Every year, the NBA gives away their 6th Man award to a role player who spends most of their year leading their team without getting their name called int he pre-game warmup. Ask any player worth listening to and they will tell you that the success of the team is directly related to the depth of the bench. Here and there, the stars will take over games, but for the long haul, you need depth.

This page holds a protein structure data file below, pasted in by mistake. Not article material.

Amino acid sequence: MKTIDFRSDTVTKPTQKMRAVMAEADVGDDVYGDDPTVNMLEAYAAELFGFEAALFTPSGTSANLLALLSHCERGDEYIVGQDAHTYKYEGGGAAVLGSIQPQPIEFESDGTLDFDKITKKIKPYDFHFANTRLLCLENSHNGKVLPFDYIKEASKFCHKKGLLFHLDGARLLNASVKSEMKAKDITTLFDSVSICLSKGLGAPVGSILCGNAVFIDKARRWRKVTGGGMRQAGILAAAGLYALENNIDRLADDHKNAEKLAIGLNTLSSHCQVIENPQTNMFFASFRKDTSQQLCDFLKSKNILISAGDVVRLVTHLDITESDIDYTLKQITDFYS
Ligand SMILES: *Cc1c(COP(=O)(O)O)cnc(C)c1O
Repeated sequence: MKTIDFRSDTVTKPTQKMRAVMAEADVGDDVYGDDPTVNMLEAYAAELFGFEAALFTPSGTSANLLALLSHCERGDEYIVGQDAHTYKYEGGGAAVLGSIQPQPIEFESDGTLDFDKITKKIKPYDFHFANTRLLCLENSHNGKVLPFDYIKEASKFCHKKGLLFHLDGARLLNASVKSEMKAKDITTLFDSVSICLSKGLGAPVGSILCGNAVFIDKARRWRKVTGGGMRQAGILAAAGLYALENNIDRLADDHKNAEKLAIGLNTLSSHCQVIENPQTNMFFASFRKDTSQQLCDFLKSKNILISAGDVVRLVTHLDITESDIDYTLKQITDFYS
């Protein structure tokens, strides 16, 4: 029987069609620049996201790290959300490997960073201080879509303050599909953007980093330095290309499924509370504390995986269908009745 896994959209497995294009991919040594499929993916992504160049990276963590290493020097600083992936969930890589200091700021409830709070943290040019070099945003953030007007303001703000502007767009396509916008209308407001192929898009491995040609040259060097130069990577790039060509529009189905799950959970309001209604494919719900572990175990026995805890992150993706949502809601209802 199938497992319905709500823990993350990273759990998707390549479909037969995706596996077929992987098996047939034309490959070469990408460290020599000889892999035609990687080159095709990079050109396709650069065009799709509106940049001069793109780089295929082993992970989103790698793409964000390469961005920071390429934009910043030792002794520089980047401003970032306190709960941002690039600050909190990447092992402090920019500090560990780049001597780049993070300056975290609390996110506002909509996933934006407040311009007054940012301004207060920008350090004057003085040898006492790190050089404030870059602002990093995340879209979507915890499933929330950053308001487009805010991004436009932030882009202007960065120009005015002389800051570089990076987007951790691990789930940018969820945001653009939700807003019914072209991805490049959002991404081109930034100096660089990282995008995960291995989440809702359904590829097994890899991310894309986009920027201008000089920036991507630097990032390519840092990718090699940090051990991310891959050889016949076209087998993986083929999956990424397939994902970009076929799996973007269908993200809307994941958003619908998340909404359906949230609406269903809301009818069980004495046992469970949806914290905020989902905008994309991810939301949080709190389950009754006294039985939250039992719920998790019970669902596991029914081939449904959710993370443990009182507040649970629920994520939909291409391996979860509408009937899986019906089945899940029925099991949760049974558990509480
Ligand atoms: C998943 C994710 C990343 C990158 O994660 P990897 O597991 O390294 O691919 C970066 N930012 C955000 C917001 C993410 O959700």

I make it no secret. For all of my infatuation with sports, I was a mediocre athlete. I could play just about anything, just not as a dominant force of precision and strength. I wasn’t a 6th man. I was more like the 11th man. I made the team. I got a letterman jacket. (I think we all did) But I love to play. I hate to lose. I wanted to be remembered, and not always for the right reasons. The one thing I will never forget is the day my High School basketball coach pulled me aside, well, actually outside. It was a small gym. He thanked me for always hustling and working hard. He said that my stubbornness in practice was making the starters better. How true it was, I dont know. What I do know is that I remember his words 22 years later. I liked to foul like Bill Laimbeer. I played very little. I was once pulled in a game that we were leading by a lot because of a hard foul. I couldn’t jump, so I would step on guys toes, hold their shorts, whatever I needed to do to get the real scorers open. I could take a charge, mainly because I was too slow to get out of the way. That was my role, the 11th man.